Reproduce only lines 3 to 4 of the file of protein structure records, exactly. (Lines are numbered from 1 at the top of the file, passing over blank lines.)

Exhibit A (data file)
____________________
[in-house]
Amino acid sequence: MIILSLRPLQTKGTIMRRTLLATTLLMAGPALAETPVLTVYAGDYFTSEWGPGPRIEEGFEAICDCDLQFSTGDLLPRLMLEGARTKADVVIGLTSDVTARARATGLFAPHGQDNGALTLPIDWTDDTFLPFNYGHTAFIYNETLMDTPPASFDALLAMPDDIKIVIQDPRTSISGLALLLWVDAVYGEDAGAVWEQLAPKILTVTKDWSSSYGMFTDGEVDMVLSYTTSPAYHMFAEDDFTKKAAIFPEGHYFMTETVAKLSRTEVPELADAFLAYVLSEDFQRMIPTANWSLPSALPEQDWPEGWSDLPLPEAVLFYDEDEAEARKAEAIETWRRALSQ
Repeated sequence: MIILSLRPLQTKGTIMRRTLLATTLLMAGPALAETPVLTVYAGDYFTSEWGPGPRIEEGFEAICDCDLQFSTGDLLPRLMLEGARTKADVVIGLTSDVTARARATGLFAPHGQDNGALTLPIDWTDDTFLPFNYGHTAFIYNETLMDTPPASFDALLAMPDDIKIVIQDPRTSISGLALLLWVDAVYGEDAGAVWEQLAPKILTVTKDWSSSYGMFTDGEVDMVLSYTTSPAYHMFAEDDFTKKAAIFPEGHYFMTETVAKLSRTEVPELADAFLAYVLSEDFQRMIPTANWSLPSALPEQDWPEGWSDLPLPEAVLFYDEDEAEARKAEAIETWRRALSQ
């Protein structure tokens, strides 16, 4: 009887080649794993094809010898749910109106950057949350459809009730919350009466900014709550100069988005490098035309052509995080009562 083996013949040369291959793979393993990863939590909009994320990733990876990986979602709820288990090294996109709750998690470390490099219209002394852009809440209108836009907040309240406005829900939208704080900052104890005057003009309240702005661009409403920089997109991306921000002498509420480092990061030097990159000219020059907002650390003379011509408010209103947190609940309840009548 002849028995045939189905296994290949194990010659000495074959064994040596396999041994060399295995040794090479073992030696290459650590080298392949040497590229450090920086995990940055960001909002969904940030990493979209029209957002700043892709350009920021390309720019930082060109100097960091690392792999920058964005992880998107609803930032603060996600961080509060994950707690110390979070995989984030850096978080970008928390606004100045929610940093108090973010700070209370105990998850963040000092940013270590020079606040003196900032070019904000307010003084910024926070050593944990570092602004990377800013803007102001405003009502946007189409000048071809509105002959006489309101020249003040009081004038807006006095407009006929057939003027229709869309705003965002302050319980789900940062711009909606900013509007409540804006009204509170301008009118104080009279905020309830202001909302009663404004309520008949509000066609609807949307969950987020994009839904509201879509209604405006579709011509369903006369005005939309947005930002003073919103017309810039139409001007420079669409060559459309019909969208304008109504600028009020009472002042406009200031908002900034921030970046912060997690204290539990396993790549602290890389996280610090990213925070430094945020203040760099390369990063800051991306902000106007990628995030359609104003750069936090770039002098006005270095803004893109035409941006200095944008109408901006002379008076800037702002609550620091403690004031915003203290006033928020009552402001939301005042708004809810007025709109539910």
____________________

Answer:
Repeated sequence: MIILSLRPLQTKGTIMRRTLLATTLLMAGPALAETPVLTVYAGDYFTSEWGPGPRIEEGFEAICDCDLQFSTGDLLPRLMLEGARTKADVVIGLTSDVTARARATGLFAPHGQDNGALTLPIDWTDDTFLPFNYGHTAFIYNETLMDTPPASFDALLAMPDDIKIVIQDPRTSISGLALLLWVDAVYGEDAGAVWEQLAPKILTVTKDWSSSYGMFTDGEVDMVLSYTTSPAYHMFAEDDFTKKAAIFPEGHYFMTETVAKLSRTEVPELADAFLAYVLSEDFQRMIPTANWSLPSALPEQDWPEGWSDLPLPEAVLFYDEDEAEARKAEAIETWRRALSQ
């Protein structure tokens, strides 16, 4: 009887080649794993094809010898749910109106950057949350459809009730919350009466900014709550100069988005490098035309052509995080009562 083996013949040369291959793979393993990863939590909009994320990733990876990986979602709820288990090294996109709750998690470390490099219209002394852009809440209108836009907040309240406005829900939208704080900052104890005057003009309240702005661009409403920089997109991306921000002498509420480092990061030097990159000219020059907002650390003379011509408010209103947190609940309840009548 002849028995045939189905296994290949194990010659000495074959064994040596396999041994060399295995040794090479073992030696290459650590080298392949040497590229450090920086995990940055960001909002969904940030990493979209029209957002700043892709350009920021390309720019930082060109100097960091690392792999920058964005992880998107609803930032603060996600961080509060994950707690110390979070995989984030850096978080970008928390606004100045929610940093108090973010700070209370105990998850963040000092940013270590020079606040003196900032070019904000307010003084910024926070050593944990570092602004990377800013803007102001405003009502946007189409000048071809509105002959006489309101020249003040009081004038807006006095407009006929057939003027229709869309705003965002302050319980789900940062711009909606900013509007409540804006009204509170301008009118104080009279905020309830202001909302009663404004309520008949509000066609609807949307969950987020994009839904509201879509209604405006579709011509369903006369005005939309947005930002003073919103017309810039139409001007420079669409060559459309019909969208304008109504600028009020009472002042406009200031908002900034921030970046912060997690204290539990396993790549602290890389996280610090990213925070430094945020203040760099390369990063800051991306902000106007990628995030359609104003750069936090770039002098006005270095803004893109035409941006200095944008109408901006002379008076800037702002609550620091403690004031915003203290006033928020009552402001939301005042708004809810007025709109539910």